After about eight to ten weeks, we saw big improvements in Kate’s behavior and in her skin, her eyes and her circles under the eyes. It was as if the fog she was in was cleaning. By that time, we had found a doctor (and a dentist) who understood our issues. We thank God for both of them. The doctor we found is a DAN! (Defeat Autism Now!) doctor.
Our dentist is a member of the IAOMT board, and both of these practitioners taught us so much about the immune system and overall health. I believe that our DAN! doc saved Kate from an autism spectrum diagnosis. I believe that if we had not followed his protocol for repairing her gut and mine (and our immune systems), that events would have turned out much differently for us.
We Still Live a Gluten-Free Lifestyle
After a few years, I was tested for Celiac Disease. My results came back right on the border of “yes” and “no”, smack in the middle. My doctor took that as a yes, and it did explain why, after being off of gluten for a while, I gained weight (I had always had a hard time keeping weight on), and felt healthier than I had in years.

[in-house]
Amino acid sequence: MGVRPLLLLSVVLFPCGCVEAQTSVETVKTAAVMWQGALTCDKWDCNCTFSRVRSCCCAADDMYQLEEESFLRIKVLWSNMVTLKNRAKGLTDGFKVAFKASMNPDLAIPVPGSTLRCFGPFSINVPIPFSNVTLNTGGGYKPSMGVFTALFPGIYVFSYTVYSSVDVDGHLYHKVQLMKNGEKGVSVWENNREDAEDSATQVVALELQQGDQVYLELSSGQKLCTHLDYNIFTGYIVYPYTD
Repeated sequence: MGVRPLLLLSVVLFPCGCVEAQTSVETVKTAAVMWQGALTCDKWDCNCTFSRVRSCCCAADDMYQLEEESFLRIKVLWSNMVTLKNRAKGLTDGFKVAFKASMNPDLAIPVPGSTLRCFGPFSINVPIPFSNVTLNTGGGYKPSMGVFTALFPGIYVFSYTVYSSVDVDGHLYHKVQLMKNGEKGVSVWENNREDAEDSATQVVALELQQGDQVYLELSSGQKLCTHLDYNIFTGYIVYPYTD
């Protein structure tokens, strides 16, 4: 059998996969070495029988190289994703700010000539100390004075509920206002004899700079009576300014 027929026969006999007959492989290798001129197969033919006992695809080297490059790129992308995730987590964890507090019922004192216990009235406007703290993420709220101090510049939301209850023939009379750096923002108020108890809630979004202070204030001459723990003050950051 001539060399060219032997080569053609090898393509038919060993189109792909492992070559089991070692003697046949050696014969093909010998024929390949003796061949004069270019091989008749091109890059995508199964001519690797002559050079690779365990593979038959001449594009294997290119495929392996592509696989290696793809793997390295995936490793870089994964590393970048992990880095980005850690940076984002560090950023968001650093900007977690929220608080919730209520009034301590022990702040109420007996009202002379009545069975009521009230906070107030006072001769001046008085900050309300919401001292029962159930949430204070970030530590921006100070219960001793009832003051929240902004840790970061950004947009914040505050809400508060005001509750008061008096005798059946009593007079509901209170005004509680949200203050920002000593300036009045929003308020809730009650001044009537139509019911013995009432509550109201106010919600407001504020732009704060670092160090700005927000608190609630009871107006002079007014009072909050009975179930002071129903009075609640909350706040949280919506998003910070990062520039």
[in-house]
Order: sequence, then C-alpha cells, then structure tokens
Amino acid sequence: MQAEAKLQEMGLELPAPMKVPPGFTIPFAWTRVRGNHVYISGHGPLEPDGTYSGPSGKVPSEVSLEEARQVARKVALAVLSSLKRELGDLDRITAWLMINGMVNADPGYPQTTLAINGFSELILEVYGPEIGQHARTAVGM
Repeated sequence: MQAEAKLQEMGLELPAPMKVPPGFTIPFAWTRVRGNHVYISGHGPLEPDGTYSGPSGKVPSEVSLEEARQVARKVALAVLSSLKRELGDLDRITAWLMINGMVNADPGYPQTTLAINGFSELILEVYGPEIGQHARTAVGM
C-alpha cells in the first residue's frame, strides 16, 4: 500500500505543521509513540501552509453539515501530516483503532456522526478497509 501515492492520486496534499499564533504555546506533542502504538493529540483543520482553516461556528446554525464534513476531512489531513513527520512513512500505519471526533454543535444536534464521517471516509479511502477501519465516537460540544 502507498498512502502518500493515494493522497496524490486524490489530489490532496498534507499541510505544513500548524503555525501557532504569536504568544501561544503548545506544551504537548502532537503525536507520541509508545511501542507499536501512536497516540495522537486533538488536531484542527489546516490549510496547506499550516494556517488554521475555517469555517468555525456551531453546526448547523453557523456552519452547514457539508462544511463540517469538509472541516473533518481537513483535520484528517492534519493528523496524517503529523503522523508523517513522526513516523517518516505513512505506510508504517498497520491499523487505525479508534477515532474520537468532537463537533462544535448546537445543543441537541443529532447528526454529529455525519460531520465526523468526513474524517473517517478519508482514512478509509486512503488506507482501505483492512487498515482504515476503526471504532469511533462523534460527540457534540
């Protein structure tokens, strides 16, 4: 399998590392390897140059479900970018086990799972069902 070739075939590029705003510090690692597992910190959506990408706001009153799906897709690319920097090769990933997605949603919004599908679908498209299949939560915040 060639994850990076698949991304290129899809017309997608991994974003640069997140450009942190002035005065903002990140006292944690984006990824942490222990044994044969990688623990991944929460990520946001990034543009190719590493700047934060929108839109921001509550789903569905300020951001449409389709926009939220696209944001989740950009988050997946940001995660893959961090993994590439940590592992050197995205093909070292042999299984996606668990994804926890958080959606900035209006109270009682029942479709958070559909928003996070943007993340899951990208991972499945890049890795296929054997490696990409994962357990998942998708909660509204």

Today my girls and I still live a gluten-free lifestyle. About two and a half years into the SCD, I also introduced grains to my diet. I can handle these now in moderation. I tried eating wheat again a few years after doing the SCD, and it just didn’t really give me warm-fuzzy feeling I thought it might, and it made me constipated so I went back to the gluten-free lifestyle. This turned out to be a very good thing for me, because I have Hashimoto’s and was also reated for Lyme disease a few years ago, (thank you, mercury). Living a gluten-free lifestyle helps with any auto-immune disorder.
Both of my girls understand the health benefits of the way we eat. Kate has eaten tiny pieces of bread so she knows what “regular” bread tastes like, and when we go to church and receive holy communion she now consumes the “regular” host instead of the g/f one and she does just fine. Sometimes if we eat out, my girls will order French fries (these should usually NOT be eaten if you are living a gluten-free lifestyle, because of cross-contamination), but that also seems to be just fine for them in moderation.
Today, I still bake with almond flour, but not as regularly as before, and now that the SCD has improved our guts, we can eat other grains which allows us to be able to walk into pretty much any grocery store and buy gluten-free things like bread, muffins, crackers, and granola bars. We still prefer homemade things because of the high sugar content of many of these gluten-free packaged foods, but it’s nice to know that they are available to us if we want them, and it definitely makes living the gluten-free lifestyle a lot easier.